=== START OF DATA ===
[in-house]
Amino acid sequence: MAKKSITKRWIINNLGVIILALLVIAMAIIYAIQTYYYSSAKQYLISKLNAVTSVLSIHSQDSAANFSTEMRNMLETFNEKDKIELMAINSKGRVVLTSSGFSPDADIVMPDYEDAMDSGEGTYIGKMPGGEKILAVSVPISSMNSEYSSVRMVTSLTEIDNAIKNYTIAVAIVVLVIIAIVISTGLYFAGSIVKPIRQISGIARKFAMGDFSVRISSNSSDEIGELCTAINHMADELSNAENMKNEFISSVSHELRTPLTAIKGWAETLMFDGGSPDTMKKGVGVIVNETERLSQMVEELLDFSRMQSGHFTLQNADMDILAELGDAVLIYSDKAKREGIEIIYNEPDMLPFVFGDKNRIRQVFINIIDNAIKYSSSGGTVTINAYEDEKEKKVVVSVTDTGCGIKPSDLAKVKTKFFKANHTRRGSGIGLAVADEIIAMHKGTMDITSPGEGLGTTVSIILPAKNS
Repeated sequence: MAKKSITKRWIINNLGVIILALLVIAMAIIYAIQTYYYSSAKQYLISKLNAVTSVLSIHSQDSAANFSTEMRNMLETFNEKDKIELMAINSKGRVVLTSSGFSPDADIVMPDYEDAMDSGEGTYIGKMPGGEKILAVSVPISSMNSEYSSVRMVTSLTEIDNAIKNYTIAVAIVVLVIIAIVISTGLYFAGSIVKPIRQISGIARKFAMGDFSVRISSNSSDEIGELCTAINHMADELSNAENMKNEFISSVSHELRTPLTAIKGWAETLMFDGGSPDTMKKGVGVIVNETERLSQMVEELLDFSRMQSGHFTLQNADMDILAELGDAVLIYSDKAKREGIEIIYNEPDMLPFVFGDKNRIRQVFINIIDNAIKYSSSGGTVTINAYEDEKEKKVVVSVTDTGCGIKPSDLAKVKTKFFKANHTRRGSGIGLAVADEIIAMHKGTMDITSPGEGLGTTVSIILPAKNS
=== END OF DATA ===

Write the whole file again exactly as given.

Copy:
[in-house]
Amino acid sequence: MAKKSITKRWIINNLGVIILALLVIAMAIIYAIQTYYYSSAKQYLISKLNAVTSVLSIHSQDSAANFSTEMRNMLETFNEKDKIELMAINSKGRVVLTSSGFSPDADIVMPDYEDAMDSGEGTYIGKMPGGEKILAVSVPISSMNSEYSSVRMVTSLTEIDNAIKNYTIAVAIVVLVIIAIVISTGLYFAGSIVKPIRQISGIARKFAMGDFSVRISSNSSDEIGELCTAINHMADELSNAENMKNEFISSVSHELRTPLTAIKGWAETLMFDGGSPDTMKKGVGVIVNETERLSQMVEELLDFSRMQSGHFTLQNADMDILAELGDAVLIYSDKAKREGIEIIYNEPDMLPFVFGDKNRIRQVFINIIDNAIKYSSSGGTVTINAYEDEKEKKVVVSVTDTGCGIKPSDLAKVKTKFFKANHTRRGSGIGLAVADEIIAMHKGTMDITSPGEGLGTTVSIILPAKNS
Repeated sequence: MAKKSITKRWIINNLGVIILALLVIAMAIIYAIQTYYYSSAKQYLISKLNAVTSVLSIHSQDSAANFSTEMRNMLETFNEKDKIELMAINSKGRVVLTSSGFSPDADIVMPDYEDAMDSGEGTYIGKMPGGEKILAVSVPISSMNSEYSSVRMVTSLTEIDNAIKNYTIAVAIVVLVIIAIVISTGLYFAGSIVKPIRQISGIARKFAMGDFSVRISSNSSDEIGELCTAINHMADELSNAENMKNEFISSVSHELRTPLTAIKGWAETLMFDGGSPDTMKKGVGVIVNETERLSQMVEELLDFSRMQSGHFTLQNADMDILAELGDAVLIYSDKAKREGIEIIYNEPDMLPFVFGDKNRIRQVFINIIDNAIKYSSSGGTVTINAYEDEKEKKVVVSVTDTGCGIKPSDLAKVKTKFFKANHTRRGSGIGLAVADEIIAMHKGTMDITSPGEGLGTTVSIILPAKNS